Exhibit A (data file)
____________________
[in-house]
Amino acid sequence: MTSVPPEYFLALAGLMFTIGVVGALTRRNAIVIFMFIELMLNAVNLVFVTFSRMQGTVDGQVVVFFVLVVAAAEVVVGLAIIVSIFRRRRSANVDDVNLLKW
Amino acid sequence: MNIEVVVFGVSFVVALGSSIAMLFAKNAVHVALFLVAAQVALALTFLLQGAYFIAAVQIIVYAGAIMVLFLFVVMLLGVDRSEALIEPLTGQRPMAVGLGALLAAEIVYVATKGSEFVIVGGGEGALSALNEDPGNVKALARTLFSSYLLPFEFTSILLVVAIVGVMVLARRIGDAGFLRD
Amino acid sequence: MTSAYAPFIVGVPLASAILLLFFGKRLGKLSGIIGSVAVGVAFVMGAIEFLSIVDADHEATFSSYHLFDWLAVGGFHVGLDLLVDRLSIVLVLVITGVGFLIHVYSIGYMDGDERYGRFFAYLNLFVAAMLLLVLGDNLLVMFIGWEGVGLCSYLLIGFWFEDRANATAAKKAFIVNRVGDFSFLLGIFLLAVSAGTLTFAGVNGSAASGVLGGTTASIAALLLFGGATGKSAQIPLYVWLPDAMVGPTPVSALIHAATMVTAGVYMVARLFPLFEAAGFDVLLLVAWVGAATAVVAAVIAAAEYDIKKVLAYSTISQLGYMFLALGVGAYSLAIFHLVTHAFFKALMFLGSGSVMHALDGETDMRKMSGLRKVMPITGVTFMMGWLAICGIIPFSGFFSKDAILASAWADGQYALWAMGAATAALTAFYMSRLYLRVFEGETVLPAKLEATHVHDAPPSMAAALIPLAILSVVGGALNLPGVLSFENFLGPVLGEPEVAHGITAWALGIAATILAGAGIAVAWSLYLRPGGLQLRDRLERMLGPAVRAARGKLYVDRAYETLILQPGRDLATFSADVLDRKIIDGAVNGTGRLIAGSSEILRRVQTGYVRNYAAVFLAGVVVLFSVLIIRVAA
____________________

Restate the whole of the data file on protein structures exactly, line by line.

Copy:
[in-house]
Amino acid sequence: MTSVPPEYFLALAGLMFTIGVVGALTRRNAIVIFMFIELMLNAVNLVFVTFSRMQGTVDGQVVVFFVLVVAAAEVVVGLAIIVSIFRRRRSANVDDVNLLKW
Amino acid sequence: MNIEVVVFGVSFVVALGSSIAMLFAKNAVHVALFLVAAQVALALTFLLQGAYFIAAVQIIVYAGAIMVLFLFVVMLLGVDRSEALIEPLTGQRPMAVGLGALLAAEIVYVATKGSEFVIVGGGEGALSALNEDPGNVKALARTLFSSYLLPFEFTSILLVVAIVGVMVLARRIGDAGFLRD
Amino acid sequence: MTSAYAPFIVGVPLASAILLLFFGKRLGKLSGIIGSVAVGVAFVMGAIEFLSIVDADHEATFSSYHLFDWLAVGGFHVGLDLLVDRLSIVLVLVITGVGFLIHVYSIGYMDGDERYGRFFAYLNLFVAAMLLLVLGDNLLVMFIGWEGVGLCSYLLIGFWFEDRANATAAKKAFIVNRVGDFSFLLGIFLLAVSAGTLTFAGVNGSAASGVLGGTTASIAALLLFGGATGKSAQIPLYVWLPDAMVGPTPVSALIHAATMVTAGVYMVARLFPLFEAAGFDVLLLVAWVGAATAVVAAVIAAAEYDIKKVLAYSTISQLGYMFLALGVGAYSLAIFHLVTHAFFKALMFLGSGSVMHALDGETDMRKMSGLRKVMPITGVTFMMGWLAICGIIPFSGFFSKDAILASAWADGQYALWAMGAATAALTAFYMSRLYLRVFEGETVLPAKLEATHVHDAPPSMAAALIPLAILSVVGGALNLPGVLSFENFLGPVLGEPEVAHGITAWALGIAATILAGAGIAVAWSLYLRPGGLQLRDRLERMLGPAVRAARGKLYVDRAYETLILQPGRDLATFSADVLDRKIIDGAVNGTGRLIAGSSEILRRVQTGYVRNYAAVFLAGVVVLFSVLIIRVAA